Summary: More than 400 people have applied to speak to the state inquiry into historical institutional abuse in Northern Ireland, the largest tribunal of its kind anywhere in the UK.
According to Sky News, an investigation into historical child abuse in church and state-run institutions over a 73-year period begins on Monday in Ireland.
Most applications, some 280, were from people living in Northern Ireland, but 63 came from Great Britain, 61 from Australia, 20 from the Republic of Ireland and the remainder from elsewhere.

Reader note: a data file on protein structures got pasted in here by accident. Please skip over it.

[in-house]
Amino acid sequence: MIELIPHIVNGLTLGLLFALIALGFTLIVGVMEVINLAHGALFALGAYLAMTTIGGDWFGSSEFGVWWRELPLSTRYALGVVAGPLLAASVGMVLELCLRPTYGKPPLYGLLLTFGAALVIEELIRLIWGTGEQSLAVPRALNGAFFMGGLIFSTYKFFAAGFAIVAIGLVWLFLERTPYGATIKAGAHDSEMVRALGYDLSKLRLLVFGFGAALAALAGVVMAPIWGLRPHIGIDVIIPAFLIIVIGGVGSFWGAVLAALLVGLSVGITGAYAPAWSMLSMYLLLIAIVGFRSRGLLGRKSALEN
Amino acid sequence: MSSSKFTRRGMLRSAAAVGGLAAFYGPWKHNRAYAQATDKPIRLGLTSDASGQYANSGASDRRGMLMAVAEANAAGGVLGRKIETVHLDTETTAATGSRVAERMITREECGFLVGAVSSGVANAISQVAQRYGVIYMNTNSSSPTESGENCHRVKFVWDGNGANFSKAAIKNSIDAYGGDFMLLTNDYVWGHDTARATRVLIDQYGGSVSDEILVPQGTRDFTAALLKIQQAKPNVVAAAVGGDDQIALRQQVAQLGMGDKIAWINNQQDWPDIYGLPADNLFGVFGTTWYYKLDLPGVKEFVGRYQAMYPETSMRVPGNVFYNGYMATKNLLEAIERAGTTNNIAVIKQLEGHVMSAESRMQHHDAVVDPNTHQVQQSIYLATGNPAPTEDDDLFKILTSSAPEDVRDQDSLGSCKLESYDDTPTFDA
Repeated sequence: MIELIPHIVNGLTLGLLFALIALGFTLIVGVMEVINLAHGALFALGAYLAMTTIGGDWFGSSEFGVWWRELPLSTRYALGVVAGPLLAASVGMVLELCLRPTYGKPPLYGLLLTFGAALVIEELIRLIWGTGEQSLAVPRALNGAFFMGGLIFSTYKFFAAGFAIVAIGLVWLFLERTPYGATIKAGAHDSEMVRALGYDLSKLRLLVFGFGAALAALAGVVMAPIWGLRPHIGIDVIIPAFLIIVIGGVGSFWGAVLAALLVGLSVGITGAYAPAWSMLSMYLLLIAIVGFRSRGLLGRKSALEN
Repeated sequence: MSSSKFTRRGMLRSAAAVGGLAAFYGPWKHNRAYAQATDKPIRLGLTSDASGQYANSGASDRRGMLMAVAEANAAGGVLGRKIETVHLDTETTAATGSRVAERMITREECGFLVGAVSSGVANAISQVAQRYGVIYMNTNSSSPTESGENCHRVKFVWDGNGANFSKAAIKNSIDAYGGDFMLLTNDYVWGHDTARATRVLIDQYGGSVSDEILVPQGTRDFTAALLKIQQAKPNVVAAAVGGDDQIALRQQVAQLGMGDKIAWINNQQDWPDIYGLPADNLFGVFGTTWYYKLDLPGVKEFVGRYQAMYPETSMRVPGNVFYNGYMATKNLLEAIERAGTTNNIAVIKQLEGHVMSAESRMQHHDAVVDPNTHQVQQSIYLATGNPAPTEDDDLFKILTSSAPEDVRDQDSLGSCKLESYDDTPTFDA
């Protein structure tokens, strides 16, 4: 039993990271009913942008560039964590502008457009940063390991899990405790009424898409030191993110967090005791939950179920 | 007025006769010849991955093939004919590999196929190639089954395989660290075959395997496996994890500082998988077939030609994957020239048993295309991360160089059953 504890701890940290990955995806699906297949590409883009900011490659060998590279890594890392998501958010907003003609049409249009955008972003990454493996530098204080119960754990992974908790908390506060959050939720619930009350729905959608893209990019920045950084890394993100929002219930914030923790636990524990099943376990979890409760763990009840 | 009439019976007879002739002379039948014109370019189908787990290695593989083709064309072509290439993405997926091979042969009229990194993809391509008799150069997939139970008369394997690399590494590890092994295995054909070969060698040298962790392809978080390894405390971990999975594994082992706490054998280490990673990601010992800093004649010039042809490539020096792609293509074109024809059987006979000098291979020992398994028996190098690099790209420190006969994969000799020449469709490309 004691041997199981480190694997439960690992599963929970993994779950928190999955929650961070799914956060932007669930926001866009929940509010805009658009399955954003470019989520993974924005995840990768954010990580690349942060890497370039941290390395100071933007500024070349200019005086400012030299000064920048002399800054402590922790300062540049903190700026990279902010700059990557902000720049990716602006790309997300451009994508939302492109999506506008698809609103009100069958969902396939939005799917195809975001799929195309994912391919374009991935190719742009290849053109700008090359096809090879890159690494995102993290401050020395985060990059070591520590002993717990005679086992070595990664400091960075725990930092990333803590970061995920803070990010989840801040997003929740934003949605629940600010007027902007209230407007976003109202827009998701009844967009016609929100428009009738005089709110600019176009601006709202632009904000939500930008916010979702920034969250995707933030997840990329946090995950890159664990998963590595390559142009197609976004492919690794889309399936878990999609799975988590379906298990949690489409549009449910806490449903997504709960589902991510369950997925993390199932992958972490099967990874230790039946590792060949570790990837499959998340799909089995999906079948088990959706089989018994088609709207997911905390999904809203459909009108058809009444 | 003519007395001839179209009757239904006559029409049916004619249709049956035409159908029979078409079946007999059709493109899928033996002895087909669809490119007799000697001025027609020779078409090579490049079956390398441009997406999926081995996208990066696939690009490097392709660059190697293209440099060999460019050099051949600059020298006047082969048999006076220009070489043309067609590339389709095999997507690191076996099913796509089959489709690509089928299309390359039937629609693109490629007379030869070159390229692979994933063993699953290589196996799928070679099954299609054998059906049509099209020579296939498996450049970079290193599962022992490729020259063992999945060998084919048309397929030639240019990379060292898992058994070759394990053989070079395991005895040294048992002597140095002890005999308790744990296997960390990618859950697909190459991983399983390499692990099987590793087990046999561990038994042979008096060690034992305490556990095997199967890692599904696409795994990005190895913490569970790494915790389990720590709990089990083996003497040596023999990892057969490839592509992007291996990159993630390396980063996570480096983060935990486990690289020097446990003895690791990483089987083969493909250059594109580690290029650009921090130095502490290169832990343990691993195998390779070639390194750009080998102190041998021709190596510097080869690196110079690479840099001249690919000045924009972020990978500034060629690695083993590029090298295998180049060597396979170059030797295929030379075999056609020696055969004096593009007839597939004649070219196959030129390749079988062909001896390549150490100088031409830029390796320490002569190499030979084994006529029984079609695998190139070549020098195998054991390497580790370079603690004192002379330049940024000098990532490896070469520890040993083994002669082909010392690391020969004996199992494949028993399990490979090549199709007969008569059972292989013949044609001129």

The inquiry's chairman, Sir Anthony Hart, a retired senior high court judge, will make a short statement before an opening address from senior counsel to the inquiry, Christine Smith QC.
More than 300 witnesses are expected to give evidence during the public sessions, the majority in person although some may give their evidence in writing or via a live video-link.
Applications to participate in the statutory inquiry are now closed but potential witnesses can still apply to speak to the Acknowledgment Forum, a less formal evidence-gathering process operating in parallel, reports Sky News.